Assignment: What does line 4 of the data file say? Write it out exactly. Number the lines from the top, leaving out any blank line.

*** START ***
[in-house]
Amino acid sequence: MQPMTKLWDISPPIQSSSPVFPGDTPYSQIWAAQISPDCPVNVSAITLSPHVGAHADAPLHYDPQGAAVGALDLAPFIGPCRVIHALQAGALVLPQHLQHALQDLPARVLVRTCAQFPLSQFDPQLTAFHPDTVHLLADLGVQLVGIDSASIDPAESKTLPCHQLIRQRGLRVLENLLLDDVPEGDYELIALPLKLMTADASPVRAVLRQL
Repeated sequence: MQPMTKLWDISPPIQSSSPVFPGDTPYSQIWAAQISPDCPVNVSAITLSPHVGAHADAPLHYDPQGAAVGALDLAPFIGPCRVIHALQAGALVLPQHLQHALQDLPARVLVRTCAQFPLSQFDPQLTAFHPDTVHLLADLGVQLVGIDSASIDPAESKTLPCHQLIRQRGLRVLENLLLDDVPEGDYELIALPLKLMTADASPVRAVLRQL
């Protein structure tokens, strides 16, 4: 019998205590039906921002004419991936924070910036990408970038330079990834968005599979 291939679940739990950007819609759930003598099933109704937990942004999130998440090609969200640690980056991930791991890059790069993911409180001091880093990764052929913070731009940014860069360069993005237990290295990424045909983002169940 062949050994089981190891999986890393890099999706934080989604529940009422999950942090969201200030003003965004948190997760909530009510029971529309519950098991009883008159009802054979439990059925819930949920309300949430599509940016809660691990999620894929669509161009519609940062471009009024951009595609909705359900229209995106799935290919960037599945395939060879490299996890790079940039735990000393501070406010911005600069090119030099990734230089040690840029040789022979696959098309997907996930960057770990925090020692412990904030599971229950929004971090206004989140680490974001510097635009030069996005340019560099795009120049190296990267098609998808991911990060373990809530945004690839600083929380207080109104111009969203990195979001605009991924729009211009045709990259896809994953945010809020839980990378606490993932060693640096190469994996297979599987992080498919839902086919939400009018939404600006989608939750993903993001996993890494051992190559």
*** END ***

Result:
């Protein structure tokens, strides 16, 4: 019998205590039906921002004419991936924070910036990408970038330079990834968005599979 291939679940739990950007819609759930003598099933109704937990942004999130998440090609969200640690980056991930791991890059790069993911409180001091880093990764052929913070731009940014860069360069993005237990290295990424045909983002169940 062949050994089981190891999986890393890099999706934080989604529940009422999950942090969201200030003003965004948190997760909530009510029971529309519950098991009883008159009802054979439990059925819930949920309300949430599509940016809660691990999620894929669509161009519609940062471009009024951009595609909705359900229209995106799935290919960037599945395939060879490299996890790079940039735990000393501070406010911005600069090119030099990734230089040690840029040789022979696959098309997907996930960057770990925090020692412990904030599971229950929004971090206004989140680490974001510097635009030069996005340019560099795009120049190296990267098609998808991911990060373990809530945004690839600083929380207080109104111009969203990195979001605009991924729009211009045709990259896809994953945010809020839980990378606490993932060693640096190469994996297979599987992080498919839902086919939400009018939404600006989608939750993903993001996993890494051992190559």